Practical Business Python

Taking care of business, one python script at a time

Tue 26 January 2016

Learn More About Pandas By Building and Using a Weighted Average Function

Posted by Chris Moffitt in articles   


Pandas includes multiple built in functions such as sum , mean , max , min , etc. that you can apply to a DataFrame or grouped data. However, building and using your own function is a good way to learn more about how pandas works and can increase your productivity with data wrangling and analysis.

The weighted average is a good example use case because it is easy to understand but useful formula that is not included in pandas. I find that it can be more intuitive than a simple average when looking at certain collections of data. Building a weighted average function in pandas is relatively simple but can be incredibly useful when combined with other pandas functions such as groupby .

This article will discuss the basics of why you might choose to use a weighted average to look at your data then walk through how to build and use this function in pandas. The basic principles shown in this article will be helpful for building more complex analysis in pandas and should also be helpful in understanding how to work with grouped data in pandas.

Why Use A Weighted Average?

A simple example shows why the weighted average can be a helpful statistic. The table below shows the prices and quantities that 3 different customers pay for the same product.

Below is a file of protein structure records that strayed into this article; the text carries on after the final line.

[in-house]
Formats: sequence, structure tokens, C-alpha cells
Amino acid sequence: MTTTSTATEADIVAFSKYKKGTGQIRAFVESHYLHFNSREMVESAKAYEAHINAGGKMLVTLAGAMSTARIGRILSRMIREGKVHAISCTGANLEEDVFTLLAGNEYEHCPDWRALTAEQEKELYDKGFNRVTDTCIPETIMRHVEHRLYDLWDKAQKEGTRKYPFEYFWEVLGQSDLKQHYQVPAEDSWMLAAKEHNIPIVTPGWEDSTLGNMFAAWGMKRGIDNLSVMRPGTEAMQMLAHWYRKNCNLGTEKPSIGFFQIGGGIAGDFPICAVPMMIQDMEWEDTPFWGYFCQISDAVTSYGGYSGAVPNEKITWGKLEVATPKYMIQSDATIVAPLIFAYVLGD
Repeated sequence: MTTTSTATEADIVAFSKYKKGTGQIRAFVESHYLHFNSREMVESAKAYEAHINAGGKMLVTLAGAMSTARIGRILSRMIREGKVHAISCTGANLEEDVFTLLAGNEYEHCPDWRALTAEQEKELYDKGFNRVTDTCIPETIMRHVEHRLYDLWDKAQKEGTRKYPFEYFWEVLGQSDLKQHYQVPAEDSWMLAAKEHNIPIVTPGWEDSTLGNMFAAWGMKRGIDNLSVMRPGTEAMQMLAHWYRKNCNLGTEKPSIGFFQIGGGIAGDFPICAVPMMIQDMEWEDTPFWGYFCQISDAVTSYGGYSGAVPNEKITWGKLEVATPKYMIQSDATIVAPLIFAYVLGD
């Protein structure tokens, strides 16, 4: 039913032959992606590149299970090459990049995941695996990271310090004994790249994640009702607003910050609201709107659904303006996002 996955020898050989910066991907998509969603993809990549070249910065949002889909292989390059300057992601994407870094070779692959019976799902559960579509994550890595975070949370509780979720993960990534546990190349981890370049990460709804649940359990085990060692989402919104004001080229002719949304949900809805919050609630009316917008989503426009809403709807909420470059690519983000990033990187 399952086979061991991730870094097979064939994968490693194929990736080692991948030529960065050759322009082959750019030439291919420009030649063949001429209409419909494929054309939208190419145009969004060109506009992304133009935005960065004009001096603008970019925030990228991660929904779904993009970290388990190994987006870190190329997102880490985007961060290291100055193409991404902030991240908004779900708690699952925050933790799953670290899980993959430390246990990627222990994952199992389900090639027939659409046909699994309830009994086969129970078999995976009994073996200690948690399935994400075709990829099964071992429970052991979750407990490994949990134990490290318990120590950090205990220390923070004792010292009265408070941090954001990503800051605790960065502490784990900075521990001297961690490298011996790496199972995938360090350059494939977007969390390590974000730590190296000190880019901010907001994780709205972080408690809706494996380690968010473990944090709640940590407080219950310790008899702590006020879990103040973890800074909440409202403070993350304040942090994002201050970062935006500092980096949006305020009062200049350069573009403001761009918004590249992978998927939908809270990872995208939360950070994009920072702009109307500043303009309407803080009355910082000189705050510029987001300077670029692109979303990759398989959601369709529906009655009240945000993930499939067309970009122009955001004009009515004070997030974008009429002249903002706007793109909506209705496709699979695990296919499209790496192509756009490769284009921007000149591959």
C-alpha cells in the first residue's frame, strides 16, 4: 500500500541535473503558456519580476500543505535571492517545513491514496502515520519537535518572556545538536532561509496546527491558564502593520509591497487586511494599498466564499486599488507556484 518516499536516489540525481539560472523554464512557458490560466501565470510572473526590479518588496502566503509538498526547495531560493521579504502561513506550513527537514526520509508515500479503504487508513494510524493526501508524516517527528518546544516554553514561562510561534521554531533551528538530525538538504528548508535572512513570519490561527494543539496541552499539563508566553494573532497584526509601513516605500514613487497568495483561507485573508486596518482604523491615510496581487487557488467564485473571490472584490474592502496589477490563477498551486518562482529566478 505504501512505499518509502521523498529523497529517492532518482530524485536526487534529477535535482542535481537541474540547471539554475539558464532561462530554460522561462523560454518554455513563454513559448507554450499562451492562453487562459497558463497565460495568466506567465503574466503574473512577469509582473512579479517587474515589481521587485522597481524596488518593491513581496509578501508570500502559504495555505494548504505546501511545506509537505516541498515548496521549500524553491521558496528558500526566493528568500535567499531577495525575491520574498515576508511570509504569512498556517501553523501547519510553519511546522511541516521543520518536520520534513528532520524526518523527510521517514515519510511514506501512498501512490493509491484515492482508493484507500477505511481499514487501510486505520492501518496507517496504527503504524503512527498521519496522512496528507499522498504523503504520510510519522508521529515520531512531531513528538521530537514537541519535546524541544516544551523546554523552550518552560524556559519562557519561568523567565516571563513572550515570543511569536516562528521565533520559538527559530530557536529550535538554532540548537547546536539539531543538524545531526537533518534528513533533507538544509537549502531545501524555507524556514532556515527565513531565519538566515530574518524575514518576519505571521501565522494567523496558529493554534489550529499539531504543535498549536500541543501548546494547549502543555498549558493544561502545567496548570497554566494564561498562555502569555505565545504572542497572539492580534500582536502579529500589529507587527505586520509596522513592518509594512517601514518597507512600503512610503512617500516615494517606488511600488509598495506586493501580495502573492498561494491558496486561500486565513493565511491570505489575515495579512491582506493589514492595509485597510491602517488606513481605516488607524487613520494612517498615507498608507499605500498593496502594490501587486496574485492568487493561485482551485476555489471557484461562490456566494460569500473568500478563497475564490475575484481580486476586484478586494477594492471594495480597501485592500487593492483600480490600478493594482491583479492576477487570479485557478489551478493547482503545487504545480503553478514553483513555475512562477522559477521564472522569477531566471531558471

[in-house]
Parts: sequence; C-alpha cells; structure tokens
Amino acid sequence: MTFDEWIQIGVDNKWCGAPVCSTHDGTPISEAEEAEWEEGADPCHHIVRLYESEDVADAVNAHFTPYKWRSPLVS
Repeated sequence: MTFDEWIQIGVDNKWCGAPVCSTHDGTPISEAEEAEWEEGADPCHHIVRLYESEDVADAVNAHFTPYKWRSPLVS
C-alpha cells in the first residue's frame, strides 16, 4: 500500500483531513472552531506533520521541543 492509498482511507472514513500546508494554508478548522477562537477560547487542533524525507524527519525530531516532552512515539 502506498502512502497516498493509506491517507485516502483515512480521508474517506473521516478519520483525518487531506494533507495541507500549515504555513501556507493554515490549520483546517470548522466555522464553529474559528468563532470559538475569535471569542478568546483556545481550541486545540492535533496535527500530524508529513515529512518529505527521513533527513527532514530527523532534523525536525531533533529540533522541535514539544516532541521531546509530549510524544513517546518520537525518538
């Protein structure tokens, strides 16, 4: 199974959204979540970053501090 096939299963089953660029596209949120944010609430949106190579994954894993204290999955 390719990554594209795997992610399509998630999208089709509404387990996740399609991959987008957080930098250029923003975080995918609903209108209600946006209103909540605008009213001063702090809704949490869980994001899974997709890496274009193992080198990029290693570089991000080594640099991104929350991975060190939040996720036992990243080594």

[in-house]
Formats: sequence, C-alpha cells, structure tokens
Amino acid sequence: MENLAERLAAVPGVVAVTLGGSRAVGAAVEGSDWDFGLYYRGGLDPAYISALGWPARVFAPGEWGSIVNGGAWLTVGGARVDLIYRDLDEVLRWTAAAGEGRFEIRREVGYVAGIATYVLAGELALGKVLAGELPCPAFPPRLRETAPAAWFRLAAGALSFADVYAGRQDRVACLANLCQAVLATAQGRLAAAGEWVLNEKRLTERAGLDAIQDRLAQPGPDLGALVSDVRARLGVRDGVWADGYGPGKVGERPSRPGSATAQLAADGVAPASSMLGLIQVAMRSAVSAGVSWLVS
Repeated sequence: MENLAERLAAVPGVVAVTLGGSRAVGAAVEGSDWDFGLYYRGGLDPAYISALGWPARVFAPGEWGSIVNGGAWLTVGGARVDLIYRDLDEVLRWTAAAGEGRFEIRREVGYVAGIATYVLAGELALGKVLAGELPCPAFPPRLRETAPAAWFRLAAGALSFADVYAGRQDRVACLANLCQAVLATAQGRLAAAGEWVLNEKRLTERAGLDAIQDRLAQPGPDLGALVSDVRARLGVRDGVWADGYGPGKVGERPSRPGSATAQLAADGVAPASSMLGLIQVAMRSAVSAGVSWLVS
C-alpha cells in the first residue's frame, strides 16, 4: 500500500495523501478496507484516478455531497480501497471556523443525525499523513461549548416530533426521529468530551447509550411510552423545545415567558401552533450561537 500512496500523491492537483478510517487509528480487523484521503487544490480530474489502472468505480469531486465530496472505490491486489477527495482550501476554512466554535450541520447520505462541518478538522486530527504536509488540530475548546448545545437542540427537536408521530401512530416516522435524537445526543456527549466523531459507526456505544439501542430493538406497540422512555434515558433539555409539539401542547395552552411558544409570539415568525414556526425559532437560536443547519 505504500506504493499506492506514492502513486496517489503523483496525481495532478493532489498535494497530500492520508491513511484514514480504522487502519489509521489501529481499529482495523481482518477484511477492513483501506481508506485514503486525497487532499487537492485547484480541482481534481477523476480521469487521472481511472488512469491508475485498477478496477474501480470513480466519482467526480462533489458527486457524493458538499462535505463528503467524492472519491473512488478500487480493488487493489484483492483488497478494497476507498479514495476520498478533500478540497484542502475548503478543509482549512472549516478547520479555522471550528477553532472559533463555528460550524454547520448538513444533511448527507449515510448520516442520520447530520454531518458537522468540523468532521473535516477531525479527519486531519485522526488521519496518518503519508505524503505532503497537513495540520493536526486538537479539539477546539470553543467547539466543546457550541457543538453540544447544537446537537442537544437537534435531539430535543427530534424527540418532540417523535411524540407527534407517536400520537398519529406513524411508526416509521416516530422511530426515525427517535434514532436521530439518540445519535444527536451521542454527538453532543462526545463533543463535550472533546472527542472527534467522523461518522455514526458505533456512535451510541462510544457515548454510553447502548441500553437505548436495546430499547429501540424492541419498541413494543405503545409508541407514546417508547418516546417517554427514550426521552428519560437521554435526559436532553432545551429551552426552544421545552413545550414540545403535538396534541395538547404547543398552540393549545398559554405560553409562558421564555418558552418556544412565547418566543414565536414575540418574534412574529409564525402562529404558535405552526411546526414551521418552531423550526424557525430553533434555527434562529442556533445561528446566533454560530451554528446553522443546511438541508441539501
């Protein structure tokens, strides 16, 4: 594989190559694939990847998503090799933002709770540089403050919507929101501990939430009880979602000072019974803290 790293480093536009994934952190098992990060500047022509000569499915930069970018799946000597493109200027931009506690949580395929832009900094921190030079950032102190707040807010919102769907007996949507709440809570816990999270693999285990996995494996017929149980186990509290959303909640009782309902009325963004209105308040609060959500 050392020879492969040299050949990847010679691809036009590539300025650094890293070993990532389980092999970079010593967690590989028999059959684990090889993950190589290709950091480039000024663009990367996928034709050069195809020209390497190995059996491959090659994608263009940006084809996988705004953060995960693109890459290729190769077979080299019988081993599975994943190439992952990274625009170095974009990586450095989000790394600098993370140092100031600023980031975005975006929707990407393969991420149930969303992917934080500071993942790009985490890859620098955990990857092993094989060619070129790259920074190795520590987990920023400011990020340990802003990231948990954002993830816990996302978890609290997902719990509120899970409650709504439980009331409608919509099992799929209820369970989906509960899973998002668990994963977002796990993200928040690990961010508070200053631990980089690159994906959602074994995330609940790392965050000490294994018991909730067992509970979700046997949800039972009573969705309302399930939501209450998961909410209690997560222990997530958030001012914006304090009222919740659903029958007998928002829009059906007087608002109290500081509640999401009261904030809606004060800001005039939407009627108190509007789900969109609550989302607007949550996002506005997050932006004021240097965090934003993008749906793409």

Customer Shoe Price Shoe Quantity
Small Customer 300 20
Medium Customer 200 100
Big Customer 150 225

If someone were to ask, what is the average price of our shoes? The simple average of the shoe prices would be:

\begin{equation*} \frac{300+200+150}{3} = \$216.67 \end{equation*}

While this is an accurate average, this does not intuitively make sense for understanding our average selling price. This is especially challenging if we want to use an average for revenue projections.

If you look at the numbers, you can see we are selling far more shoes for < $200 than we are above $200. Therefore an average of $216.67 does not accurately reflect the real average selling price in the market.

What would be more useful is to weight those prices based on the quantity purchased. Let’s build a weighted average such that the average shoe price will be more representative of all customers’ purchase patterns.

A weighted average can be calculated like this:

\begin{equation*} \frac{(300*20 + 200*100 + 150*225)}{(20 + 100 + 225)} = \$173.19 \end{equation*}

Since we are selling the vast majority of our shoes between $200 and $150, this number represents the overall average price of our products more accurately than the simple average.

This concept is simple but can be a little bit more difficult to calculate in pandas because you need two values: the value to average (shoe price) and the weight (shoe quantity). Let’s walk through how to build and use this in pandas.

Calculating Weighted Average in Pandas

As shown above, the mathematical concept for a weighted average is straightforward. Because we need values and weights, it can be a little less intuitive to implement in pandas when you are doing complex groupings of data. However, once you figure it out, it can be incredibly easy to use the weighted average in a bunch of different scenarios.